Summit sparks action on possum survival plan

A lowland Leadbeater's Possum in captivity at Healesville Sanctuary, taken last year. 141100 Picture: JESSE GRAHAM


A THREATENED Species Summit held last week has kicked off ‘emergency intervention’ plans for the critically-endangered Leadbeater’s Possum, with community groups to be consulted on its survival.

On Thursday 16 July, scientists, environmentalists, government representatives and Zoos Victoria members gathered at Melbourne Zoo for the first Threatened Species Summit, chaired by Federal Environment Minister Greg Hunt.

The event was dedicated to discussing actions to “turn around the trajectory” of endangered mammals and birds, some of which face extinction in the coming years, according to Threatened Species Commissioner Gregory Andrews.

Speaking to the Mail on Friday 17 July, Mr Andrews said the Leadbeater’s Possum, which is located in the Central Highlands region and in Yellingbo, was one of the animals listed at the meeting for emergency intervention.

A Threatened Species Strategy – an action plan outlining targets to protect 20 mammals, 20 birds and 30 plants on the threatened species list – was launched at the summit.

Featuring recovery plans for animals and a program to cull two million feral cats in the next five years, the document reads as a road-map to help reverse the trajectory towards extinction for many animals.

However, the document lists little in the way of action for the Leadbeater’s Possum, which was up-listed to Critically Endangered in April, despite the fact it was listed for emergency intervention.

In the five-year outlook in the strategy, year one lists “Action commenced for Leadbeater’s Possum and central rock-rat,” with actions under way for all 20 mammals by year three.

A document on the emergency interventions lists a project by Zoos Victoria to create new habitat for the possum, and for the National Environmental Science Program Threatened Species Recovery Hub to explore “options to recover the species”.

Environment Minister Greg Hunt, Threatened Species Commissioner Gregory Andrews and Healesville Sanctuary keeper Kathy and a Leadbeater’s Possum in April. Picture: JESSE GRAHAM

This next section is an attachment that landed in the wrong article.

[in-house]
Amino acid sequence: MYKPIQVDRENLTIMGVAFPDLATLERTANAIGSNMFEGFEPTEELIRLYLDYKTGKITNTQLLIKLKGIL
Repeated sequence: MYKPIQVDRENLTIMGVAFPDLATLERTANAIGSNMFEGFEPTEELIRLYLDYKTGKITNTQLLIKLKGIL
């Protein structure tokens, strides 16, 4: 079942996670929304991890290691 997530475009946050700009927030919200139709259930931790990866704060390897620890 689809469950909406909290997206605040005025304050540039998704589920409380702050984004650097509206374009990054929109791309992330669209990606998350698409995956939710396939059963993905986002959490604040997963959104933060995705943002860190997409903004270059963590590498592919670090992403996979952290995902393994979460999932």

Mr Andrews said the first step in the intervention for the possum would be drafting a report for Mr Hunt, which would then inform the updating of the animal’s Recovery Plan, last updated in 1997.

“He said he would ask me to have a report to him by 31 August,” Mr Andrews said.

“It’s not the Draft Recovery Plan itself, it’s a report to him on what needs to be done.

“That involves working in part with the Victorian Government and the Friends of Leadbeater’s Possum and the scientists, and I’ll be drawing heavily on the advice of Professor David Lindenmayer.”

He said that he would “get to work” on the report on Monday 20 July.

MyEnvironment members Steve Meacher and Sarah Rees, who both attended the summit, said the event was an “excellent initiative”.

“It’s been an excellent initiative by Minister Hunt,” Ms Rees said.

“We all feel it’s a good direction, and we’re looking to support him in every way we can, to ensure the best possible outcome for our threatened species, especially the Leadbeater’s Possum.

“We fully support (Threatened Species Commissioner) Gregory Andrews in this – they’ve done a good job.”

The Threatened Species Summit was announced by Minister Hunt on 23 April, the day after the Leadbeater’s Possum’s up-listing, at Healesville Sanctuary.

For more information on the summit or to view the strategy plan and the related documents, visit

A lowland Leadbeater’s Possum in captivity at Healesville Sanctuary, taken last year. Picture: JESSE GRAHAM